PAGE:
APBI-b use increased from 1.6 % in 2003 to 11.9 % in 2008 and then decreased to 9.1 % in 2011 (p < 0.001). Before 2009, 24.6 % of patients undergoing APBI-b were in the ASTRO guideline 'unsuitable' category, but this proportion decreased to 14.6 % after 2009 (p < 0.001). When adjusting for year of diagnosis, patient, tumor, and facility factors, the four strongest independent factors for APBI-b use were year of diagnosis followed by facility location, facility volume, and facility type. APBI-b use was highest in the East South Central census region (13.1 %) and lowest in the New England region (2.0 %). A statistically significant interaction was identified between facility type and volume. Patients in community cancer programs of large volume were more likely to receive APBI-b, whereas patients in larger academic programs were less likely to receive APBI-b.
    APBI-b for DCIS decreased from 2008 to 2011. After year of diagnosis, facility factors were most strongly associated with APBI-b use as opposed to patient and tumor factors. Reasons for these trends are multifactorial and deserve further study.
    PMID: 24806115 [PubMed - as supplied by publisher]
  • Impact of bilateral versus unilateral mastectomy on short term outcomes and adjuvant therapy, 2003-2010: a report from the National Cancer Data Base.

    Annals of surgical oncology 2014 Sep

    Authors: Sharpe SM,
    Rates of bilateral mastectomy (BM) have increased, but the impact on length of stay (LOS), readmission rate, 30-day mortality, and time to adjuvant therapy is unknown.
    Using the National Cancer Data Base, we selected 390,712 non-neoadjuvant AJCC stage 0-III breast cancer patients who underwent either unilateral mastectomy (UM) or BM from 2003 to 2010 with and without reconstruction. We used chi-square and logistic regression models for the analysis.
    A total of 315,278 patients (81 %) had UM, and 75,437 (19 %) had BM; 97,031 (25 %) underwent reconstruction. The number of median days from diagnosis to UM increased from 19 days in 2003 to 28 days in 2010, and for BM, increased from 21 to 31 days (p < 0.001). BM was independently associated with a longer time to surgery when adjusting for patient, facility, and tumor factors and reconstruction (OR 1.11; 95 % CI 1.07-1.15; p < 0.001). Reconstructed patients were twice as likely to have a longer time to surgery (OR 2.07; 95 % CI 2.01-2.14; p < 0.001). The median LOS was 1 day (range 0-184 days) for UM versus 2 (range 0-182) for BM (p < 0.001); 30-day mortality and readmission rates were not different between BM and UM. The median number of days from diagnosis to definitive chemotherapy, hormonal therapy, and radiation therapy was significantly greater in the BM group.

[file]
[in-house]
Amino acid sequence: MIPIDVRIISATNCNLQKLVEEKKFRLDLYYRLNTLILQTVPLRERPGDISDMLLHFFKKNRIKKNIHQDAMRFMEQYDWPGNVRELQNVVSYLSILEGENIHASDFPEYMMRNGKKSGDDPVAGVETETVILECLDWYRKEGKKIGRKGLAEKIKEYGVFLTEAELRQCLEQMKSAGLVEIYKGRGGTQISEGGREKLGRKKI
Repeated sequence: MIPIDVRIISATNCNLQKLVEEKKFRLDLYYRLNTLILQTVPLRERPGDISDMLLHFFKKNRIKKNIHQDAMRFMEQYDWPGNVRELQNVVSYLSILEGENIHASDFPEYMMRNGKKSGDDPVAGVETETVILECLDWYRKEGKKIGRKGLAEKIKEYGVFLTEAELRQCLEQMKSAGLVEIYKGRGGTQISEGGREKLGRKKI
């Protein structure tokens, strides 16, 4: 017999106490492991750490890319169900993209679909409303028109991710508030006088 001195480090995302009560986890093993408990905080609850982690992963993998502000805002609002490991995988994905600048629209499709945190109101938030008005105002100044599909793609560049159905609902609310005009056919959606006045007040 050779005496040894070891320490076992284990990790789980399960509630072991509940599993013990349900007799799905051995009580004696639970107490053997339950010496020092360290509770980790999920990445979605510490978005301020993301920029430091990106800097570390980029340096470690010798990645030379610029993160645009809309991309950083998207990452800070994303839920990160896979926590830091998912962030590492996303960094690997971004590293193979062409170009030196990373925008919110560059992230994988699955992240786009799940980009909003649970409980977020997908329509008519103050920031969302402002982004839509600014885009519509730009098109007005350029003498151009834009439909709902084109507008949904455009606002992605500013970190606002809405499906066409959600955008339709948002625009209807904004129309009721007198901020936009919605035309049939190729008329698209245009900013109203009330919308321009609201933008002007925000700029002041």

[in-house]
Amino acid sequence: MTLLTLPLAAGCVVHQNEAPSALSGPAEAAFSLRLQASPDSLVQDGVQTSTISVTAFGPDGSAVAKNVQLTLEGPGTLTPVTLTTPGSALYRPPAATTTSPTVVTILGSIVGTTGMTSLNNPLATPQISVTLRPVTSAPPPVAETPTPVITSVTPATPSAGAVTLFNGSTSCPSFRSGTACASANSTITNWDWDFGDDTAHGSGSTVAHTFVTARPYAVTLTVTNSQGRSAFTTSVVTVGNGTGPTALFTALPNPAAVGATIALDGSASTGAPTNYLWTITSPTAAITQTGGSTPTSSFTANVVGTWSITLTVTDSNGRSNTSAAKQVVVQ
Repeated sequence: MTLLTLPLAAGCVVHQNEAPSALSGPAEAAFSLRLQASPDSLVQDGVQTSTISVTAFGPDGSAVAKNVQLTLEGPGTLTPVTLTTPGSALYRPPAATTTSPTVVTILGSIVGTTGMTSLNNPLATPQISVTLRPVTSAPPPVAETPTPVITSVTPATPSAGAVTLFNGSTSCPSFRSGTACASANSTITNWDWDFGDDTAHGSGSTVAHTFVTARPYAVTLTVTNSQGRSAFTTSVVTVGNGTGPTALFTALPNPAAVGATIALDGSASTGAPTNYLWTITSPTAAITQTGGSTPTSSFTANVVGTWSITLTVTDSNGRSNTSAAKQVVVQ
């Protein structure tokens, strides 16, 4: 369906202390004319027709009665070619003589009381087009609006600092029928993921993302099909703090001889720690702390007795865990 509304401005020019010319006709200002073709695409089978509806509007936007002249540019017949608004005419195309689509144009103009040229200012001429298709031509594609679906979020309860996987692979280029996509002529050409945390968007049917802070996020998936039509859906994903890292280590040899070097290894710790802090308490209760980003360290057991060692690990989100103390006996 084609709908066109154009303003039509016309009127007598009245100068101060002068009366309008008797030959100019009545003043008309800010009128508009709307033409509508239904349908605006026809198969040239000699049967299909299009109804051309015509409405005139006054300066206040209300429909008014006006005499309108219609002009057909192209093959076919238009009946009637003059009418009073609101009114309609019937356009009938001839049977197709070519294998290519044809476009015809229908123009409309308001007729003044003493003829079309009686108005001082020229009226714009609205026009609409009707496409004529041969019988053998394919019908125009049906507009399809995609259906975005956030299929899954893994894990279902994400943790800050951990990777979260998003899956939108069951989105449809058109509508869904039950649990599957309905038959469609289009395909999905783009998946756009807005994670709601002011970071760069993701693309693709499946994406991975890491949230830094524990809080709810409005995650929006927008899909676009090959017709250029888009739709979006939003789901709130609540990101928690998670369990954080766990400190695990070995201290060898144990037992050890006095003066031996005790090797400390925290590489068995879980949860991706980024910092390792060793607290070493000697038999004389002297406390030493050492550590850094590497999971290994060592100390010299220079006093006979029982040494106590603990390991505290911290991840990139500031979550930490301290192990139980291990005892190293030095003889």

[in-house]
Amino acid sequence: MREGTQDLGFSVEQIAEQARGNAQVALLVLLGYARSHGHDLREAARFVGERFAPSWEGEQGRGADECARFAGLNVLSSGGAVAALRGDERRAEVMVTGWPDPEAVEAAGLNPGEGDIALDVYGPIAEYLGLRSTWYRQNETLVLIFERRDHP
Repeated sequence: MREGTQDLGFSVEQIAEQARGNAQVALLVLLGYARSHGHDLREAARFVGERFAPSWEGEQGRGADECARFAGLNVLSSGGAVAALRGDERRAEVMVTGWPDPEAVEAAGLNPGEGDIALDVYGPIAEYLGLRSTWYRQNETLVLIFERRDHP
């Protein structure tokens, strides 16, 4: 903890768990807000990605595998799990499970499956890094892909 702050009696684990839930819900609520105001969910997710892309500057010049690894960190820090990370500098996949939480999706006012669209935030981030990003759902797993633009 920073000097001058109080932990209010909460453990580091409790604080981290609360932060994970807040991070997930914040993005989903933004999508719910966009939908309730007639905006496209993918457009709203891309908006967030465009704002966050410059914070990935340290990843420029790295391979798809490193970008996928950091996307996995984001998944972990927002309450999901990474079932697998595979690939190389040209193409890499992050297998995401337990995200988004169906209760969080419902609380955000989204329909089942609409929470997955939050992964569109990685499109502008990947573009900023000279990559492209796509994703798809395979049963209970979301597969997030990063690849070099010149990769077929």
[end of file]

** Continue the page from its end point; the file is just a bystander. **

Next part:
Delays to surgical and adjuvant treatment are significantly longer for BM irrespective of reconstruction, and these delays have increased over the study period. These findings can be used by clinicians to counsel patients on BM.
    PMID: 24728739 [PubMed - as supplied by publisher]
  • Contralateral prophylactic mastectomy and survival: report from the National Cancer Data Base, 1998-2002.

    Breast cancer research and treatment 2013 Dec

    Authors: Yao K,
    The use of contralateral prophylactic mastectomy (CPM) has been increasing despite questionable survival benefit. We examined the effect of CPM on survival using the National Cancer Data Base. We examined overall survival on 219,983 mastectomy patients diagnosed with unilateral AJCC Stage 1-III invasive breast cancer between 1998 and 2002 of which 14,994 (7 %) underwent CPM at the time of their index mastectomy. Median follow up time was 5 years. Neoadjuvant and locally advanced breast cancers were excluded. Approximately 4 % underwent CPM in 1998 compared to 9.4 % in 2002, an ~125 % increase. CPM patients were significantly younger than non-CPM patients, on managed care plans, and were treated at high volume centers. The unadjusted hazard ratio (HR) of death was 0.55 (95 % CI 0.52-0.57) for CPM compared to unilateral mastectomy. In a multivariable Cox model adjusting for age, race, stage, grade, histology, insurance, facility characteristics, use of adjuvant hormonal, chemotherapy, and radiotherapy, and year of diagnosis, the adjusted HR was 0.88 (95 % CI 0.83-0.93; p < 0.001) which translated into an absolute 5-year benefit of 2 %. There was a differential effect of CPM by stage and age: HR = 0.88 (95 % CI 0.82-0.94; p < 0.001) in women younger than 70 with stage I/II, and HR = 0.95 (95 % CI 0.88-1.04; p = 0.28) in women with stage III or older than age 69 which translated into an absolute 5-year benefit of 1.3 %. Utilization of hormonal therapy or chemotherapy had no effect on the HR. After adjusting for confounding, the overall survival benefit for CPM is minimal at best.
    PMID: 24218052 [PubMed - as supplied by publisher]